Apologies for the rant but I could take that dear chap and his supporters down a dark alley and slap them with my knee supports!!

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  • October 19, 2010 at 1:19 am

    “I think if God could come to earth to speak to us man to man, then a doctor can have a conversation with a patient, respecting him as a thoughtful human being.”

    I don’t know if I told you this Kelly, but this is one of my new favorite quotes…

    How do you always do that? You put into words the things that we wish we could say… if we’d only thought of it!

  • July 11, 2011 at 9:58 am

    Dear Kelly,
    I’m sorry you had bad experiences with physicians and other people. I think the only way to protect our patients from inaccurate and missleading information is to collaborate with them, but also educate them on how to judge medical content. You said it, that is a great solution.

    • July 11, 2011 at 8:12 pm

      Thanks for your comment, Carolina.

      Did you listen to the CME video? It’s been a couple of years, but I think the doctor said “We have to keep them (patients) off of the internet.”

      I don’t believe that this discussion is about my experiences. I’m reporting what I heard that doctor and numerous other doctors say. It just seemed like a good question to raise that night when I wrote this post: Do Doctors Hate Blogs? I think the answer is obviously, Some Do. But it was a way to provoke thought and discussion on the matter with a bit of humor or sarcasm. Hopefully, that comes across even though you are on the other side of the world. I have some good friends in your country who I have met through this blog.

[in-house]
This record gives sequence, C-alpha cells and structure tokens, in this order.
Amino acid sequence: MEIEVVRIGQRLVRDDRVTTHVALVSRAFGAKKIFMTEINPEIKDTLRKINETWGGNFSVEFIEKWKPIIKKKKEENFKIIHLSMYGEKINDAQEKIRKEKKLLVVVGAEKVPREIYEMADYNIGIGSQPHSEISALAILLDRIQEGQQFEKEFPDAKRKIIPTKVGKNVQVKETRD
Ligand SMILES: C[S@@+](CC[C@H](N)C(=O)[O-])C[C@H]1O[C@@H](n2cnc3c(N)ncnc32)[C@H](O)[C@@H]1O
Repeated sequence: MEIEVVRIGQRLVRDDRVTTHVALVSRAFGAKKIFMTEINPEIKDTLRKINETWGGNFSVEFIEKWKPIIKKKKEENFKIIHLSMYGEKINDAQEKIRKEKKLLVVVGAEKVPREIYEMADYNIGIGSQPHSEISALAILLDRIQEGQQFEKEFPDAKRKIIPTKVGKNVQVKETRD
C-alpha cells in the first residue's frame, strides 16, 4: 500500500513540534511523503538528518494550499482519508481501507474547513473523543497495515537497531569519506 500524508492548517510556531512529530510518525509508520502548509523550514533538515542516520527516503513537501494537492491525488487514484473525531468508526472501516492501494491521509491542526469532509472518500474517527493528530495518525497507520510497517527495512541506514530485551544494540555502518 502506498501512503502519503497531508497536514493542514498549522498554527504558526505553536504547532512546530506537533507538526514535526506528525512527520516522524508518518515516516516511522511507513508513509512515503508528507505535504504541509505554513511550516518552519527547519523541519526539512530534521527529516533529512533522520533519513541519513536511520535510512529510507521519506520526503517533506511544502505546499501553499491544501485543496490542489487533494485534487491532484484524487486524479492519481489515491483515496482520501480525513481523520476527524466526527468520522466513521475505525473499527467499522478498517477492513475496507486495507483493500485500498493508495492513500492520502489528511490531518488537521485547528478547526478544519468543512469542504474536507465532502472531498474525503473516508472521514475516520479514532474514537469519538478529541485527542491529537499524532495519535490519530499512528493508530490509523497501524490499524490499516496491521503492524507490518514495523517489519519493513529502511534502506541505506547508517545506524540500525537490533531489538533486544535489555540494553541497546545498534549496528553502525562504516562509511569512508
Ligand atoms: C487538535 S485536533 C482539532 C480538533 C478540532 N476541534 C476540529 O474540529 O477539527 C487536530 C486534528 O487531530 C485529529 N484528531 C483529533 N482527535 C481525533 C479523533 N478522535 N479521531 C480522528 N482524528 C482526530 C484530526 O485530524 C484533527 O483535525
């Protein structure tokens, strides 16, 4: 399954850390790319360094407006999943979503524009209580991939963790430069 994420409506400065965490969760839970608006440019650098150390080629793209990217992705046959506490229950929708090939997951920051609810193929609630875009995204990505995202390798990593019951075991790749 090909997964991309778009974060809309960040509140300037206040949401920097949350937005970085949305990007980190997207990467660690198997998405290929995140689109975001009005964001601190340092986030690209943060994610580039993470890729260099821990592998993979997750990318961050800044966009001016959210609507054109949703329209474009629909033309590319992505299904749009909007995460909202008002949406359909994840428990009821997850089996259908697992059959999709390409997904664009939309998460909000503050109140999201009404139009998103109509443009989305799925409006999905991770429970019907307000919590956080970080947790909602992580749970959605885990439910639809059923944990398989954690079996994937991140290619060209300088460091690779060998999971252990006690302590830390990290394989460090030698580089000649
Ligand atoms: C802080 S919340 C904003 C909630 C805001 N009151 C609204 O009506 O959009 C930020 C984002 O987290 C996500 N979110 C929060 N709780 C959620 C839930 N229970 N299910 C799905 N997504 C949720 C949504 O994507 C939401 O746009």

• November 28, 2012 at 1:46 pm

    I cant believe I hadn’t read this article before today. 2 years ago, on my first visit to a new rheumatologist after relocating, my rheumatologist asked me if I was an “E-patient”. At the time, I didn’t know what that meant. This was in response to my statement:
    I had had RA for 5 years, had a one year remission, the symptoms came back with a vengeance. I am a registered nurse, and have some information that I have obtained from the internet. I have to admit, I am a little embarrassed to have been a nurse for almost 2 decades, but have limited knowledge of the disease. My symptoms are similar to what is described on the net, but there are times I can’t even get out of bed. Maybe it’s not RA.”
    I was not questioning him. I had looked up the “gyst” of things when my symptoms began, but thought I had a good understanding of the disease once I brushed up on the pathophysiology of the whole thing. I had not read other patient’s experiences, had not been “SUSPICIOUS” about anything, until just then.
    There were similarities in what I had read, but my RA seemed different than what was desribed on Web MD and Mayo Clinic. It was when rheumatologist #2 indicated that there was something “sinister” going on, that there were “secrets” and a lack of trust between patient and physician, that I felt the need to find out “what is going on”. I left that appointment anxious to get home to start my research. Suddenly, I didn’t trust my health care providers. It was good timing for your blog, which I found about that same time.